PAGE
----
And hey—do you have kids of your own and worry this means too much time away from them? Some families would be totally cool with you bringing your kids along (just make sure you ask first). That way, it’s a playdate you’ll get paid for—score!
14. Become a user tester.
When a business realizes something isn’t working, they need to know why. Sometimes they turn to their customers or random people to be user experience testers. That’s where you come in! Companies like UserTesting, Analysia and TryMyUI will pay you to test out websites, apps and products—and give them feedback. Most of them boast you’ll get $10 for each test you complete!6 Not bad at all.
15. Dog walk or pet sit.
If you’re an animal person, raise your hand. Wow. That’s a lot of you. What if you turned your love of animals into a profit? You can pet sit while the fur parents are away or find a couple of clients whose dogs you can walk during the week. And if you’re really good with dogs, you can do what I did and offer to train them as well!
You can advertise your own pet-sitting business on social media, put up signs in your neighborhood, post at work, or use a website like Rover or Wag. They let you set your schedule and adjust your fees—but they do take a cut of your pay.7 If that seems like too much, try drumming up your own business with friends and family, and ask them to help you get the word out!
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16. Clean houses.
Cleaning houses is hard work, but if you don’t mind getting your hands dirty, this could be the perfect fit for you. We all need our houses cleaned, and lots of people would rather pay someone else to do it. Don’t sleep on this opportunity!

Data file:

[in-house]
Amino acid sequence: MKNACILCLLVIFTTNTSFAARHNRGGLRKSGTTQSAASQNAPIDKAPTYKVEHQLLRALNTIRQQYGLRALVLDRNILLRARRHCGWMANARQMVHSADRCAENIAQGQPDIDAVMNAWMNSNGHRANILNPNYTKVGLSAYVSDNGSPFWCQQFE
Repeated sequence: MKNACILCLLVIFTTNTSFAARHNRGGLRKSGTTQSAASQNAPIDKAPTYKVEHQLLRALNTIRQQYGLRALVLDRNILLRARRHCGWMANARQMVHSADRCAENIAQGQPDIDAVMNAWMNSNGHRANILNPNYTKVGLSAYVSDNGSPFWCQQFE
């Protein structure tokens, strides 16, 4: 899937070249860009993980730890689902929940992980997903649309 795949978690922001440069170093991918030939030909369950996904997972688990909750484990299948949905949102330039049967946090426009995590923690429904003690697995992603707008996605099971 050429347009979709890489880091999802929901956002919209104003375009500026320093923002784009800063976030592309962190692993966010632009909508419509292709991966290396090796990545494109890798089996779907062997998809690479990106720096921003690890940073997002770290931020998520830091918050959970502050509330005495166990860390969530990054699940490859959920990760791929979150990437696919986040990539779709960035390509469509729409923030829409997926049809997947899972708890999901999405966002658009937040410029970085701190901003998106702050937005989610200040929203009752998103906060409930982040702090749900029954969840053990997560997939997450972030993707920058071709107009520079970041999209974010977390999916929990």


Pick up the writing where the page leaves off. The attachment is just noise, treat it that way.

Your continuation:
Start-up costs are low. You’ll need some tools and supplies—though some picky homeowners might even provide the products they want you to use. You can make good money while burning some calories and listening to music, audiobooks or podcasts. Win-win!
17. Sell products on Etsy.
Are you crafty? (I’m definitely not.) But if you are, then maybe you should sell your crafty products on Etsy. Jewelry, scarves, paintings, hand-lettered inspirational prints and more—Etsy’s a great place to sell anything you’re good at making.
Setting up a profile is simple, and listing a product is easy. Etsy charges $0.20 per listing and takes a percentage of the sale.8 But it’s worth it because people trust Etsy. Plus, you can buy your shipping labels on Etsy—which means you can send everything from your own mailbox (aka no last-minute runs to the post office). So. Simple.
18. Give music lessons.
This is one of my personal favorite side hustles!
If you haven’t played your alto saxophone in 20 years, you probably shouldn’t dust it off and try teaching kids how to become the next Kenny G. But if you’re a musician with the heart of a teacher, giving music lessons is an excellent side hustle. Set your own prices and hours. You can offer lessons in your home, rent a studio space, or charge extra to travel to the client’s home.
Start-up fees can be practically nothing when you have your own space and instrument. You’re really just offering your time, talent and teaching.
19. Do tasks for people.
Are you good at quick fix-it jobs or running errands? People will pay you to complete their honey-do lists through sites like TaskRabbit or Handy. You can do all kinds of things, from hanging shelves to putting together furniture. And if you’re a certified plumber or electrician looking for extra jobs, Handy offers those too!
20. Become a freelance writer or proofreader.